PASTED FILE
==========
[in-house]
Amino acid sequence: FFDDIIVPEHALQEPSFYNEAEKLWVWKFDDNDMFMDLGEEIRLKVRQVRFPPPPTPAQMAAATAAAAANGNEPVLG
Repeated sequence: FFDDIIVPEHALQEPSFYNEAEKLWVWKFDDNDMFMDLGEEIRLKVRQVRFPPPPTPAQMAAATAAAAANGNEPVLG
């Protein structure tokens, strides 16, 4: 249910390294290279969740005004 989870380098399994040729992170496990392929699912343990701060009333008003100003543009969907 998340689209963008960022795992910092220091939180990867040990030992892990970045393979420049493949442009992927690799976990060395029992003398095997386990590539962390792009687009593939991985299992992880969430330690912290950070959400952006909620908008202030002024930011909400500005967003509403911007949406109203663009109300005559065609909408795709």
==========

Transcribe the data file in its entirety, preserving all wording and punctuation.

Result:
[in-house]
Amino acid sequence: FFDDIIVPEHALQEPSFYNEAEKLWVWKFDDNDMFMDLGEEIRLKVRQVRFPPPPTPAQMAAATAAAAANGNEPVLG
Repeated sequence: FFDDIIVPEHALQEPSFYNEAEKLWVWKFDDNDMFMDLGEEIRLKVRQVRFPPPPTPAQMAAATAAAAANGNEPVLG
């Protein structure tokens, strides 16, 4: 249910390294290279969740005004 989870380098399994040729992170496990392929699912343990701060009333008003100003543009969907 998340689209963008960022795992910092220091939180990867040990030992892990970045393979420049493949442009992927690799976990060395029992003398095997386990590539962390792009687009593939991985299992992880969430330690912290950070959400952006909620908008202030002024930011909400500005967003509403911007949406109203663009109300005559065609909408795709």